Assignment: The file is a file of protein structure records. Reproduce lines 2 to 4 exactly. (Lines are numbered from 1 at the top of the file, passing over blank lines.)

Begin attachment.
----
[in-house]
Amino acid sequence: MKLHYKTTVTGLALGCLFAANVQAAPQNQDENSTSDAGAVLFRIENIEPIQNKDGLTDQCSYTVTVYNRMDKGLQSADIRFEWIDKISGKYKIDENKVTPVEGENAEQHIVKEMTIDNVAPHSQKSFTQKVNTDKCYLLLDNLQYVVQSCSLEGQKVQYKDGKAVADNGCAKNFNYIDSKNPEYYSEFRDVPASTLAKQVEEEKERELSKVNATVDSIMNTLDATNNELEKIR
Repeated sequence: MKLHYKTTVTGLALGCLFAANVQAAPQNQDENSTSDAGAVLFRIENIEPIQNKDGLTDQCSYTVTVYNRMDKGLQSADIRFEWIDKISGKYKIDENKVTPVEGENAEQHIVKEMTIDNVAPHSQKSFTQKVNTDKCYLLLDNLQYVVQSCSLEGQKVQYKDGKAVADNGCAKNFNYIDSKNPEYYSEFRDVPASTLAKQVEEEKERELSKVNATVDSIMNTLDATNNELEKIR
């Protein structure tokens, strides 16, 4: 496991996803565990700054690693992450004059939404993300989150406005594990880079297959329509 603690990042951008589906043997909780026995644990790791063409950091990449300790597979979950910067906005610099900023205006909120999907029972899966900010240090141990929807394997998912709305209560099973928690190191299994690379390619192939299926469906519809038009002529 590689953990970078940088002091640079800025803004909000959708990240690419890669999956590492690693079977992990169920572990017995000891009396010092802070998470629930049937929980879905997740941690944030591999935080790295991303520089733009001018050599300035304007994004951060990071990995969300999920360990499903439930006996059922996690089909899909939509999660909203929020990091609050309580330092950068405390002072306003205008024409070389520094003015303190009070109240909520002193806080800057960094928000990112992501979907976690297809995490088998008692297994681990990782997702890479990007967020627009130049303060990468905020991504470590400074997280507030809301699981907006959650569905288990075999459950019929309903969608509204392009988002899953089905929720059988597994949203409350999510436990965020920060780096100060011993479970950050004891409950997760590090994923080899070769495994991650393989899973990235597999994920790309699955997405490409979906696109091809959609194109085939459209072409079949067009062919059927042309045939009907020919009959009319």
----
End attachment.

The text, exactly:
Amino acid sequence: MKLHYKTTVTGLALGCLFAANVQAAPQNQDENSTSDAGAVLFRIENIEPIQNKDGLTDQCSYTVTVYNRMDKGLQSADIRFEWIDKISGKYKIDENKVTPVEGENAEQHIVKEMTIDNVAPHSQKSFTQKVNTDKCYLLLDNLQYVVQSCSLEGQKVQYKDGKAVADNGCAKNFNYIDSKNPEYYSEFRDVPASTLAKQVEEEKERELSKVNATVDSIMNTLDATNNELEKIR
Repeated sequence: MKLHYKTTVTGLALGCLFAANVQAAPQNQDENSTSDAGAVLFRIENIEPIQNKDGLTDQCSYTVTVYNRMDKGLQSADIRFEWIDKISGKYKIDENKVTPVEGENAEQHIVKEMTIDNVAPHSQKSFTQKVNTDKCYLLLDNLQYVVQSCSLEGQKVQYKDGKAVADNGCAKNFNYIDSKNPEYYSEFRDVPASTLAKQVEEEKERELSKVNATVDSIMNTLDATNNELEKIR
């Protein structure tokens, strides 16, 4: 496991996803565990700054690693992450004059939404993300989150406005594990880079297959329509 603690990042951008589906043997909780026995644990790791063409950091990449300790597979979950910067906005610099900023205006909120999907029972899966900010240090141990929807394997998912709305209560099973928690190191299994690379390619192939299926469906519809038009002529 590689953990970078940088002091640079800025803004909000959708990240690419890669999956590492690693079977992990169920572990017995000891009396010092802070998470629930049937929980879905997740941690944030591999935080790295991303520089733009001018050599300035304007994004951060990071990995969300999920360990499903439930006996059922996690089909899909939509999660909203929020990091609050309580330092950068405390002072306003205008024409070389520094003015303190009070109240909520002193806080800057960094928000990112992501979907976690297809995490088998008692297994681990990782997702890479990007967020627009130049303060990468905020991504470590400074997280507030809301699981907006959650569905288990075999459950019929309903969608509204392009988002899953089905929720059988597994949203409350999510436990965020920060780096100060011993479970950050004891409950997760590090994923080899070769495994991650393989899973990235597999994920790309699955997405490409979906696109091809959609194109085939459209072409079949067009062919059927042309045939009907020919009959009319």